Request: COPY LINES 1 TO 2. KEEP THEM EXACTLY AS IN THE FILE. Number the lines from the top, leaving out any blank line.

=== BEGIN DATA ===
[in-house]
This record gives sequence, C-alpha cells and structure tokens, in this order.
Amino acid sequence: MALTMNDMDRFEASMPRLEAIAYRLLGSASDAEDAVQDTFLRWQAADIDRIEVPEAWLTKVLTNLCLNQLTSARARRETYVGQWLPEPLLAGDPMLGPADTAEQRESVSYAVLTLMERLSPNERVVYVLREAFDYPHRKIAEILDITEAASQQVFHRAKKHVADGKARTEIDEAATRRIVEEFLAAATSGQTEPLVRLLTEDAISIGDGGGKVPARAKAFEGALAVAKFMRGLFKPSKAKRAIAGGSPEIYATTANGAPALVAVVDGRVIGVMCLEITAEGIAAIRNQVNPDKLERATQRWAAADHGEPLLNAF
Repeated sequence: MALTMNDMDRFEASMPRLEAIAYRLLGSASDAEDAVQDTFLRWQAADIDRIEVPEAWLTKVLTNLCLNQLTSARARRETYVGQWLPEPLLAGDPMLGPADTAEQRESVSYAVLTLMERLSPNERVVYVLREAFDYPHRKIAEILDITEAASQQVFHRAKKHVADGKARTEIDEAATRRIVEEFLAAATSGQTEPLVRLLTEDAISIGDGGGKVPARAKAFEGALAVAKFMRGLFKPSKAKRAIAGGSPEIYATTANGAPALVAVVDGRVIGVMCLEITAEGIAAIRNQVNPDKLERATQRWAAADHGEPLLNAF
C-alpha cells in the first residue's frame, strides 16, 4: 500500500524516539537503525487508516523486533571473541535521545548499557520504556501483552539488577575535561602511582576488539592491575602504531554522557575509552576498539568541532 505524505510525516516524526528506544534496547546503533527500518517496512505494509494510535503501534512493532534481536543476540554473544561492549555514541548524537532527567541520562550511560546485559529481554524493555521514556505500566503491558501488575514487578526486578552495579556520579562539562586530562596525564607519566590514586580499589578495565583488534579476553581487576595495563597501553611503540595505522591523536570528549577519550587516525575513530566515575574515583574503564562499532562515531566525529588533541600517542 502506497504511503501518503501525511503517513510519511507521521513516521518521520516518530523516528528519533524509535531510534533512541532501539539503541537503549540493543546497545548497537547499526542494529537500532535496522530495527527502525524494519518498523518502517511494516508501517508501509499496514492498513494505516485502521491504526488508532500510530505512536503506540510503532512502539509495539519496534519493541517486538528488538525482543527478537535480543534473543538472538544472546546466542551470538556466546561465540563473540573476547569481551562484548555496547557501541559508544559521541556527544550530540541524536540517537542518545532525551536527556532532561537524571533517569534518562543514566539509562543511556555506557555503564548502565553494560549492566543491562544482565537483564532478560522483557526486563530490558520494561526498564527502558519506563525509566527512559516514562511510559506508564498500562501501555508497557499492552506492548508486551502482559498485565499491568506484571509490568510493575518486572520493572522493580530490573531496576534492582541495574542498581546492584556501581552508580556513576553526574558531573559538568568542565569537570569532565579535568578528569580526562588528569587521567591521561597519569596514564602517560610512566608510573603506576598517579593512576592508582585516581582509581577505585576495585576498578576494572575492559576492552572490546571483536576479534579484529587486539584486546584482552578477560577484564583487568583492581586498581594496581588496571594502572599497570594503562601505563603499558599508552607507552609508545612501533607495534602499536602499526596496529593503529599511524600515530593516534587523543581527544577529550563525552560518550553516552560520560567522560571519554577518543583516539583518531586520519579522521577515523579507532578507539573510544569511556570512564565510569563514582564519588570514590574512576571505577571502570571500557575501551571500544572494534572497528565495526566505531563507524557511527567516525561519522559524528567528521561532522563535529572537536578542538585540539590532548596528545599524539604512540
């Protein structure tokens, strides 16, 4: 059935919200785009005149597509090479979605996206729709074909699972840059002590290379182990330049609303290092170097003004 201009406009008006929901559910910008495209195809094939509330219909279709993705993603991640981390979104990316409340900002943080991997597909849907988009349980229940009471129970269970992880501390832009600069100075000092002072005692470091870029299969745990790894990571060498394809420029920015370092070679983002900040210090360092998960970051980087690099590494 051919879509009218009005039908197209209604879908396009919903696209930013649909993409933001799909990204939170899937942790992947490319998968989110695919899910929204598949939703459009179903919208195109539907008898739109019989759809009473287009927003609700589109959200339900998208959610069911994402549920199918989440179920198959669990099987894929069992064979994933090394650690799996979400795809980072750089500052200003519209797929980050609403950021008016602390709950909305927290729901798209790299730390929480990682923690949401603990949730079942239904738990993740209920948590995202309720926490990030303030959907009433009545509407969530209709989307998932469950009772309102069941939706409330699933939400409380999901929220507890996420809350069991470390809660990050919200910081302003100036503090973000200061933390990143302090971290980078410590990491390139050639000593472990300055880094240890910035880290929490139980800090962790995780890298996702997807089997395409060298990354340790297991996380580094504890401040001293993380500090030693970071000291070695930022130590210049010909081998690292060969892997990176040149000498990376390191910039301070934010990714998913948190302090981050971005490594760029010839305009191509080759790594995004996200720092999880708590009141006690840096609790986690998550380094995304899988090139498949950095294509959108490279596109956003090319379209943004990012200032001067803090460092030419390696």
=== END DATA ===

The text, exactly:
[in-house]
This record gives sequence, C-alpha cells and structure tokens, in this order.